Feeding order

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In phonology and historical linguistics, feeding order of phonological rules refers to a situation in which the application of a rule A creates new contexts in which a rule B can apply; it would not have been possible for rule B to apply otherwise.

Suppose there are two rules. Rule A takes in input x and returns output y. Rule B takes in input y and returns input z. When rule B is applied to input x, it will return the same output (x). The following order is called a feeding order:

  1. A: x→y
  2. B: y→z

The opposite of feeding order, the situation in which rule A destroys a certain context so rule B can no longer apply, is called bleeding order.


An example of feeding order can be seen in English.

Rule A is fortis stop insertion, which inserts voiceless plosives into consonant cluster codas consisting of nasals and voiceless fricatives.

A: ∅→[-son, -cont, -del rel, -voi, αplace] / [+nasal] _ [-son, +cont, -voi, αplace]

Rule B is preglottalization, which glottalizes voiceless stops in word-final codas. As a consequence of this rule, all voiceless plosives which make part of a word-final consonant cluster are glottalized.

B: [-son, -cont, -del rel, -voi] → [+constricted glottis]/ _ (C)#

In English, rule A precedes rule B. We can derive the surface form of prince by applying the rules to the underlying form /prɪns/ (x in the generalization above). Using rule A, /prɪns/ becomes prɪnts (y in the generalization above); using rule B, which can now be applied as there is a voiceless stop in a word-final coda, prɪnts becomes prɪnʔts. Thus, the final output form of both rules is [prɪnʔts] (z in the generalization above).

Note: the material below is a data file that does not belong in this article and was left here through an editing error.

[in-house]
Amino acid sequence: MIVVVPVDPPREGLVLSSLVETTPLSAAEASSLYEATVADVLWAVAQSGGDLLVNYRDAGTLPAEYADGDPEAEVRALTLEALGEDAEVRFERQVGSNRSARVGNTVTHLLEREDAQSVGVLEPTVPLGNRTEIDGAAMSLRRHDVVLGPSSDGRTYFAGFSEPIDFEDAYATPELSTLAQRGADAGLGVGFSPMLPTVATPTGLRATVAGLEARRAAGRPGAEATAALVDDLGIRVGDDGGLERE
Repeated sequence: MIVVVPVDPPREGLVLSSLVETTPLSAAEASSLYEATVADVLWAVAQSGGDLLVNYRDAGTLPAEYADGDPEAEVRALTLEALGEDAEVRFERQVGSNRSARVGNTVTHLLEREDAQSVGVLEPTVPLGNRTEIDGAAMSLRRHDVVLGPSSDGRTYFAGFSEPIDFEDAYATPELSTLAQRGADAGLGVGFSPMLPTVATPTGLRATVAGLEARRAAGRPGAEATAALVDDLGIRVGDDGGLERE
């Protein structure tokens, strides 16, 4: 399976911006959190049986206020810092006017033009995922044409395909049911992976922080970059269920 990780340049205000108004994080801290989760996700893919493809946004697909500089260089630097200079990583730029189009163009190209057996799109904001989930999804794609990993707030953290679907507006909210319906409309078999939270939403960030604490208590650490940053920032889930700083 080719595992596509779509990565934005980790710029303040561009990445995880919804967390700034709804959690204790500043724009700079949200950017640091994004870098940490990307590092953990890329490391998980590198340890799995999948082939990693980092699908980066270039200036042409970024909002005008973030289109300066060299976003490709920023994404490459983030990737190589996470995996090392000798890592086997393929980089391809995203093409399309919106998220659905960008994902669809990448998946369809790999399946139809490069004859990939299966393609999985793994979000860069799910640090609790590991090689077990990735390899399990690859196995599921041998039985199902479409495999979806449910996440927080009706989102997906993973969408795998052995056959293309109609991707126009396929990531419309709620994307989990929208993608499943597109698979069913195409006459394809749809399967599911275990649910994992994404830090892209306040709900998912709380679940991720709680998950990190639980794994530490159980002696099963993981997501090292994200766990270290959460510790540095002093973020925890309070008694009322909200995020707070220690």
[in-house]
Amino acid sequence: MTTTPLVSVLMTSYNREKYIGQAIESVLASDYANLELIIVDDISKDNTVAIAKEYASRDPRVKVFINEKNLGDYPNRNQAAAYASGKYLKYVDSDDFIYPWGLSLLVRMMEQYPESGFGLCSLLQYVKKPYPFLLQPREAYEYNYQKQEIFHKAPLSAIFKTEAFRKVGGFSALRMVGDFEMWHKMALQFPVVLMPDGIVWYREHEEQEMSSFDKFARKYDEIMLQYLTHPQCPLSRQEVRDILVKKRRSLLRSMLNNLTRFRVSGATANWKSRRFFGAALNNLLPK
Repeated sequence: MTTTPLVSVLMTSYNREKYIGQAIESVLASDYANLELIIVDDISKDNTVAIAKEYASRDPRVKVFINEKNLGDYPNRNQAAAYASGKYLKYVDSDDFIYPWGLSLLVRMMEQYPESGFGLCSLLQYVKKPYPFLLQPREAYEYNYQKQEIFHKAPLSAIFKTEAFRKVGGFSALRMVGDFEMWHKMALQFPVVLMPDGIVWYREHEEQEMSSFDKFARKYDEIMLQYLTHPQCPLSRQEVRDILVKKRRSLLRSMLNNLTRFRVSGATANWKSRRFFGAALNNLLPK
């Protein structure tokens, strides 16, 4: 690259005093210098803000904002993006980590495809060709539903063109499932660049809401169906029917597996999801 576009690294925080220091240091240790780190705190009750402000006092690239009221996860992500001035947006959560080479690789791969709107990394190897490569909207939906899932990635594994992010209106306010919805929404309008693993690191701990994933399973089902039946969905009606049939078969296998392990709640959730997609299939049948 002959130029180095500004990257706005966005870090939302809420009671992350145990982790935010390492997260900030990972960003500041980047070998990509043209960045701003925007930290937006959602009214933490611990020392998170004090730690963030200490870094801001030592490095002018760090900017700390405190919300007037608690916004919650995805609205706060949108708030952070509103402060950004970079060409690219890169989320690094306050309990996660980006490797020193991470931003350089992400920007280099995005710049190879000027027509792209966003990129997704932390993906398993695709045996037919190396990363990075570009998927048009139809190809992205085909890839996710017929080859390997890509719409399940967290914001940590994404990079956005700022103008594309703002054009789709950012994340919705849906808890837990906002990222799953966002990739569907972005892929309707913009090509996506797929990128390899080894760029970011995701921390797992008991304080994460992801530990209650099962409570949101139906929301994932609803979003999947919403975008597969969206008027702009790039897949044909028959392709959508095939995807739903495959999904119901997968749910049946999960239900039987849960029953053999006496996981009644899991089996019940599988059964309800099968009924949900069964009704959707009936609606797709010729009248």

Since rule A created a phonological context in which rule B could apply and because rule B could not apply without the application of rule A, the two rules are in feeding order; that is, rule A feeds rule B.

Counterfeeding order[edit]

If the order of rules which are in feeding order is reversed, this is said to be a counterfeeding order.

If we have two rules, rule A which looks like x → y and rule B which looks like y → z the following is a counterfeeding order:

  1. B: y→z
  2. A: x→y

An example of this can be seen in French, where petite nièce ("little niece") is pronounced [pətit njɛs]. If the rule which deletes word-final /-ə/ in French had been applied before another rule which deletes word-final consonants before another consonant, this would have been an example of feeding order and the "final output" form (surface form) would have been [pəti njɛs] instead.

A counter-feeding order very often creates phonological opacity. In the given case, it is the application of the rule deleting word-final consonants which has thus become opaque in French.

In historical linguistics, a sequence of rules in counterfeeding order is called a chain shift. A chain shift can be presented graphically like the following:

  • a→b→c→d

where only one rule can apply. The result is that what was originally a becomes b, what was originally b becomes c, what was originally c becomes d, etc. In essence, each sound "shifts" one position to the right. A good example of such a chain shift occurred as part of the Great Vowel Shift, which took place historically in English starting around 1500 AD. The long front vowels were raised one position, and the original high front vowel became a diphthong:

  • /aː/→/ɛː/→/eː/→/iː/→/əi/

See also[edit]


  • Gussenhoven, C. & Jacobs, H. (1998). Understanding Phonology. Arnold, Londen.
  • Jensen, J.T. (2004). Principles of Generative Phonology: An introduction.